1 Slain at the instigation of Prince Salim, son of Akbar, afterwards the emperor Jahangir. See this incident stated in the emperor's own Commentaries [Ain, i. Introd. xxiv. ff.].
2 [For Subhkaran Singh, see Manucci (i. 270, 272). Dalpat was one of his patients (Ibid. ii. 298).]
3 On the death of Mahadaji Sindhia, the females of his family, in apprehension of his successor (Daulat Rao), sought refuge and protection with the Raja of Datia. An array was sent to demand their surrender, and hostility was proclaimed as the consequence of refusal. This brave man would not even await the attack, but at the head of a devoted band of three hundred horse, with their lances, carried destruction amongst their assailants, neither giving nor receiving quarter : and thus he fell in defence of the laws of sanctuary and honour. Even when grievously wounded, he would accept no aid, and refused to leave the field, but disdaining all compromise awaited his fate. The author has passed upon the spot where this gallant deed was performed ; and from his son, the present Raja, had the annals of his house.

James Tod[11] writes that The warriors assembled under Visaladeva Chauhan against the Islam invader included the Chandels, who contended with Pirthi Raj, who deprived them of Mahoba and Kalinjar, and all modern Bundelkhand.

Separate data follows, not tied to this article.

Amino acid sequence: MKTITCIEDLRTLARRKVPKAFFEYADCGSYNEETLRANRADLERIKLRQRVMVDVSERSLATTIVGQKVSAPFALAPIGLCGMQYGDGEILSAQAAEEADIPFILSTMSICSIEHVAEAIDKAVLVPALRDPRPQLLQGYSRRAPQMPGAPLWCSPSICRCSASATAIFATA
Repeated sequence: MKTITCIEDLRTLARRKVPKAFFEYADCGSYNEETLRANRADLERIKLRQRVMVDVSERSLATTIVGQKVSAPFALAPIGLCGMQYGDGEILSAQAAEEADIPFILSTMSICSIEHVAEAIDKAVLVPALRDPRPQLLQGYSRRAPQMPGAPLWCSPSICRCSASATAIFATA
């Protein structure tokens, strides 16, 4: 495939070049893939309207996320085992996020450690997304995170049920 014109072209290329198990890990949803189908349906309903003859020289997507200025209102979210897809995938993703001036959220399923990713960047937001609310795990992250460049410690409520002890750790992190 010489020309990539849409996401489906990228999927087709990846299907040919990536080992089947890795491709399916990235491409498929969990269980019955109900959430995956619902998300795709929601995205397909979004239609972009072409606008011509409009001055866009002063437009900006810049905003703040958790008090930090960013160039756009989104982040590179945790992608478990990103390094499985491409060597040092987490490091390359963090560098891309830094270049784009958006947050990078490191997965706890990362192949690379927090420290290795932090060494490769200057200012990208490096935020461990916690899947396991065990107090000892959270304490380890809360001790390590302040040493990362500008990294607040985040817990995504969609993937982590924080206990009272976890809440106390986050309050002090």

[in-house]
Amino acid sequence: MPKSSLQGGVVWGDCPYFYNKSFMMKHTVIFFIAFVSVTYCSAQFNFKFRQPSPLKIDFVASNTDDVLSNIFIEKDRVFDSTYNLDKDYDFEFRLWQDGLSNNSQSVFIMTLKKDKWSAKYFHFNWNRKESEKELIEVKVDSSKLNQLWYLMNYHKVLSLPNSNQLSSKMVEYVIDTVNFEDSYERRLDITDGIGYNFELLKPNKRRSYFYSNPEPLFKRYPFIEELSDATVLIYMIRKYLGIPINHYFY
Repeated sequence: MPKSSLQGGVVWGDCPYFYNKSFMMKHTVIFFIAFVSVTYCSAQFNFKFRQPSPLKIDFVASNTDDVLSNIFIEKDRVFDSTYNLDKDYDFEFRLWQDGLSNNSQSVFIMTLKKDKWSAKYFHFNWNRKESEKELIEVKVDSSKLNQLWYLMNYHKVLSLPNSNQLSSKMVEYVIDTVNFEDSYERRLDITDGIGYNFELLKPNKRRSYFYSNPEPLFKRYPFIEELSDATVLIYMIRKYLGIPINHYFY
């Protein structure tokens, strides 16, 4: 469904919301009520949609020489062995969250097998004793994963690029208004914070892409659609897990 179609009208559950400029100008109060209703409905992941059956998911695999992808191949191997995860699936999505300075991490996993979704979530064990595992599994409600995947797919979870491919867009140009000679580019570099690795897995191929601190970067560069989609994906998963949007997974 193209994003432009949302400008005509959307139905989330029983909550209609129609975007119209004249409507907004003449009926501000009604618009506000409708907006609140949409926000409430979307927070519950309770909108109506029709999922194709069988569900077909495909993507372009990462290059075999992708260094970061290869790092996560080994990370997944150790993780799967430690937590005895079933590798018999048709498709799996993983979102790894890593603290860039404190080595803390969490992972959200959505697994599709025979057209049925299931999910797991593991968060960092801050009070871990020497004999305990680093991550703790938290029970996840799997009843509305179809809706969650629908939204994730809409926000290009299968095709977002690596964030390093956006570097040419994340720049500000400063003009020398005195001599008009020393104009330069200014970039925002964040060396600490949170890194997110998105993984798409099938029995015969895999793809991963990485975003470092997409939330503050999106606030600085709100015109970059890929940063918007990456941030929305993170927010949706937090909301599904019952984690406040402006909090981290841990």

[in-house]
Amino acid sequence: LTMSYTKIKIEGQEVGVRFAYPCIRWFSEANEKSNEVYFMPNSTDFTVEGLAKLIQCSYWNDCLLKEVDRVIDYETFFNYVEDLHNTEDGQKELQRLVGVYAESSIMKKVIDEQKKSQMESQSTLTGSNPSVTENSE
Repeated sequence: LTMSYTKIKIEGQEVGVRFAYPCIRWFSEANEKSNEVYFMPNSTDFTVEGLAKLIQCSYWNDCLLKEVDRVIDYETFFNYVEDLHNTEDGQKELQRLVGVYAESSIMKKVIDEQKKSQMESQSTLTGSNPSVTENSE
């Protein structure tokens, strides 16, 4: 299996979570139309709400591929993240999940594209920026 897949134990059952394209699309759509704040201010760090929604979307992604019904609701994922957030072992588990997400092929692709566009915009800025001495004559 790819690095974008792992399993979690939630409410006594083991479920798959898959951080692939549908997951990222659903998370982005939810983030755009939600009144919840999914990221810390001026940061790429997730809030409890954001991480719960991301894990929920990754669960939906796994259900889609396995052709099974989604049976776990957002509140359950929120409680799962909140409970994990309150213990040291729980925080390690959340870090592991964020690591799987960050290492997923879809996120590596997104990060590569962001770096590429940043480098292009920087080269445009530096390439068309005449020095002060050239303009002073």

Distribution in Madhya Pradesh

Villages in Bhopal district

Chandel Jats are found in Bhopal, Madhya Pradesh.

Villages in Nimach district

Found in Bagpipalya in Nimach district.

Distribution in Rajasthan

Villages in Sri Ganganagar district

Roiadawali,

Villages in Sikar district

Purana Bas (1),

Gallery of Chandel people

Notable persons

  • Ram Narayan Chandel - Purana Bas Death- 04 July 2012.
  • Lekhu Ram Chandel - S/O Ram Narayan Chandel.
  • Bansi Lal Chandel - S/O Ram Narayan Chandel.
  • Lilu Ram Chandel - S/O Ram Narayan Chandel.

References

  1. Ram Sarup Joon: History of the Jats/Chapter VI,p.116
  2. Dr Pema Ram:‎Rajasthan Ke Jaton Ka Itihas, 2010, p.300
  3. Jat History Dalip Singh Ahlawat/Parishisht-I,s.n. चच-16.
  4. An Inquiry Into the Ethnography of Afghanistan, H. W. Bellew, p.122
  5. Mahendra Singh Arya et al.: Adhunik Jat Itihas, Agra 1998, p. 242
  6. Ram Swarup Joon: History of the Jats/Chapter V,p.76-77
  7. Ram Sarup Joon: History of the Jats/Chapter VI,p.116
  8. History of the Jats/ChapterVIII,p. 136
  9. A glossary of the Tribes and Castes of the Punjab and North-West Frontier Province By H.A. Rose Vol II/C, p.152
  10. James Todd, Annals and Antiquities of Rajasthan, Volume I,: Chapter 7 Catalogue of the Thirty Six Royal Races,pp.139-40
  11. James Tod: Annals and Antiquities of Rajasthan, Volume II,Annals of Haravati,p.414-416